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Tariffs and the Adoption of Clean Technology Under Asymmetric Information

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This paper examines the effect of import tariffs on the decision of a foreign monopolist to adopt “clean” technology – technology that reduces the flow of a negative cross-border externality per unit of exports. The clean technology is assumed to increase the marginal cost of production relative to the dirty technology, but only the firm knows the extent of the increase. Under complete information, we show that, despite its protectionist motivation, the importing country’s optimal tariff induces the firm to adopt the clean technology if and only if it is globally efficient to do so. Under incomplete information, this efficiency property is disrupted. If the optimal tariff is decreasing in the marginal cost, then it leads the firm to bias its choice in favor of dirty technology. Classification-JEL Codes: F13, F18

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Paper provided by Georgetown University, Department of Economics in its series Working Papers with number gueconwpa~06-06-09.

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Date of creation: 09 Jun 2006
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Handle: RePEc:geo:guwopa:gueconwpa~06-06-09

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Postal: Georgetown University Department of Economics Washington, DC 20057-1036
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Postal: Marcia Suss Administrative Officer Georgetown University Department of Economics Washington, DC 20057-1036
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  1. Gallegos, Alberto & Régibeau, Pierre, 2004. "Managed Trade, Trade Liberalization and Local Pollution," CEPR Discussion Papers 4491, C.E.P.R. Discussion Papers.
  2. Choi, J.P., 1992. "Optimal Tariffs and the Choice of Technology Discriminatory Tariffs vs. the "Most Favored Nation" Clause," Discussion Papers 1992_46, Columbia University, Department of Economics.
  3. Ludema, Rodney D & Wooton, Ian, 1997. "International Trade Rules and Environmental Cooperation under Asymmetric Information," International Economic Review, Department of Economics, University of Pennsylvania and Osaka University Institute of Social and Economic Research Association, vol. 38(3), pages 605-25, August.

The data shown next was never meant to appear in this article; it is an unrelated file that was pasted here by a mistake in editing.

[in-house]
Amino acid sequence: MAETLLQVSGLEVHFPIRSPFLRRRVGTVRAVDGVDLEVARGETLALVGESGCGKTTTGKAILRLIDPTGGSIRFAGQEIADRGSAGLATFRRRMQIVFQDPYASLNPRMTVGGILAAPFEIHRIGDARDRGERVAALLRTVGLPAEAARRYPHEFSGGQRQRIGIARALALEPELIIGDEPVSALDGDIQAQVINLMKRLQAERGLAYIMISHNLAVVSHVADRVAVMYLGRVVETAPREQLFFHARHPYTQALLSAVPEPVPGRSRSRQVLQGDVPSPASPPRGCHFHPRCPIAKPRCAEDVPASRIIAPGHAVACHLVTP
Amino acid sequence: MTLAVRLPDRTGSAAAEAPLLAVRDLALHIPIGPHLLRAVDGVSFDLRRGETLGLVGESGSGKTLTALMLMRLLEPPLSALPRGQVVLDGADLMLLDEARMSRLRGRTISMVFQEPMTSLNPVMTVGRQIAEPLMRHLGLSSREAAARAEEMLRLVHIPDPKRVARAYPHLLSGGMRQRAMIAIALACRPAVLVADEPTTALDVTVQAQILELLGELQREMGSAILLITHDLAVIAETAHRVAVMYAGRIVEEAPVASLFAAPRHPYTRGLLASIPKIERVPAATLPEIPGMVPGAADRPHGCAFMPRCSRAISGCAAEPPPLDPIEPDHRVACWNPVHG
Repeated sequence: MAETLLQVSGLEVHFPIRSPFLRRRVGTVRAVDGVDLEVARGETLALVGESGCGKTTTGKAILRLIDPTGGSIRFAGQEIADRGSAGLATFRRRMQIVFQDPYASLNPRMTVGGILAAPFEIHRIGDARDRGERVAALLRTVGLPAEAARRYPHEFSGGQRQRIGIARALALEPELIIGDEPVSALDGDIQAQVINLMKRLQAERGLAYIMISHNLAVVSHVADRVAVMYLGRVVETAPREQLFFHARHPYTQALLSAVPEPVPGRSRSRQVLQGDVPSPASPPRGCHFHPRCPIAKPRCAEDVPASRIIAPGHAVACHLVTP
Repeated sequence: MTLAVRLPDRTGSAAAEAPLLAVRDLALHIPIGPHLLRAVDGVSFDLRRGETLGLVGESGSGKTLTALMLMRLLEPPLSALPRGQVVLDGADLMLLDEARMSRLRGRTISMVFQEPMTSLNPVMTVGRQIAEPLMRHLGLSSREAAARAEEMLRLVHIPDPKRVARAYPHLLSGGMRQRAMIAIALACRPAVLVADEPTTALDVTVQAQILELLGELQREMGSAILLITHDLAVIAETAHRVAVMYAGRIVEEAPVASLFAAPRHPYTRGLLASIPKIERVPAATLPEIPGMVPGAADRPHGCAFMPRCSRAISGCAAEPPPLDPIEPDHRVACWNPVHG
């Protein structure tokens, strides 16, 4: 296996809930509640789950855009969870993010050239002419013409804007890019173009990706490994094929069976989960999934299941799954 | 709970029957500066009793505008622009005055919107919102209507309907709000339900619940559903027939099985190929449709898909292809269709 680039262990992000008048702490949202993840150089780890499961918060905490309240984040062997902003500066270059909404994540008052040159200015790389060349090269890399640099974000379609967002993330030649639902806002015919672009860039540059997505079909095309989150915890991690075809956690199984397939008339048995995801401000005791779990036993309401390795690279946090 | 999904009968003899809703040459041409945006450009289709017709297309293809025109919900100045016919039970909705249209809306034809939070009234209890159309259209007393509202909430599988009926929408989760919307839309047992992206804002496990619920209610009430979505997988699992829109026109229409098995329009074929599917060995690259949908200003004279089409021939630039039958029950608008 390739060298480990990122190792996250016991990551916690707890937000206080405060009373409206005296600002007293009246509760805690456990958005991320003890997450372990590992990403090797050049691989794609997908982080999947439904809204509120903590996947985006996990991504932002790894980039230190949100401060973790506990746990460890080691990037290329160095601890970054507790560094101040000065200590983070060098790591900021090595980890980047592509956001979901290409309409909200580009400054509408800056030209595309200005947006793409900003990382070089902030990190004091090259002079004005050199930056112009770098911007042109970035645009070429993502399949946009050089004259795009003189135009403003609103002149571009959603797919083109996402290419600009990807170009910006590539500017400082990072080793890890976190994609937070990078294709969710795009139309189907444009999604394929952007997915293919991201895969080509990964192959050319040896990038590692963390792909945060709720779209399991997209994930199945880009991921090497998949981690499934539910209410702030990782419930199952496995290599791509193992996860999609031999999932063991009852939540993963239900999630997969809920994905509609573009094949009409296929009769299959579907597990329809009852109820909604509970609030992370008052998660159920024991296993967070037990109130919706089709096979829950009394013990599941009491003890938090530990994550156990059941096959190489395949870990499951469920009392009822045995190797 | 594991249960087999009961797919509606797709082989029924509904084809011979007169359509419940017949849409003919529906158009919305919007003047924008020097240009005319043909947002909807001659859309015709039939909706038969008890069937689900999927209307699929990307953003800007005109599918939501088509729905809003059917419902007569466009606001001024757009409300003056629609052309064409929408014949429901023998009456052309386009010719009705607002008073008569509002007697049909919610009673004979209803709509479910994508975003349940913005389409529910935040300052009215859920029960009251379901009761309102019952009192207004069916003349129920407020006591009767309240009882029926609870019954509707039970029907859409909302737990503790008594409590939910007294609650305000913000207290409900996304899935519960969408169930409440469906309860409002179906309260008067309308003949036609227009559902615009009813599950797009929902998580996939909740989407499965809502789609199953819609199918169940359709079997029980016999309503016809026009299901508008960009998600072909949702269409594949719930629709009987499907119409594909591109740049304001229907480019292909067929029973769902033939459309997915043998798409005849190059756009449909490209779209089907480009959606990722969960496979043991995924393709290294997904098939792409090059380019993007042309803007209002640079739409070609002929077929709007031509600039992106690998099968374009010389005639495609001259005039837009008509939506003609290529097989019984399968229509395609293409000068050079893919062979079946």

4. Meredith A. Crowley, 2002. "Do safeguard tariffs and antidumping duties open or close technology gaps?," Working Paper Series WP-02-13, Federal Reserve Bank of Chicago.
  5. Ludema, R.D. & Wooton, I., 1992. "Cross-Border Externalities and trade Liberalization: The Strategic Control of Pollution," UWO Department of Economics Working Papers 9202, University of Western Ontario, Department of Economics.
  6. Markusen, James R., 1975. "International externalities and optimal tax structures," Journal of International Economics, Elsevier, vol. 5(1), pages 15-29, February.
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Cited by:
  1. Ben Youssef, Slim, 2008. "Adoption of a Cleaner Technology by a Monopoly Under Incomplete Information," MPRA Paper 9879, University Library of Munich, Germany, revised Jul 2008.
  2. Takeshi Iida & Kenji Takeuchi, 2011. "Does free trade promote environmental technology transfer?," Journal of Economics, Springer, vol. 104(2), pages 159-190, October.
  3. Takeshi Iida & Kenji Takeuchi, 2010. "Policy-Induced Environmental Technology Transfer," Discussion Papers 1008, Graduate School of Economics, Kobe University.
  4. Robert W. Staiger & Alan O. Sykes, 2009. "International Trade and Domestic Regulation," NBER Working Papers 15541, National Bureau of Economic Research, Inc.

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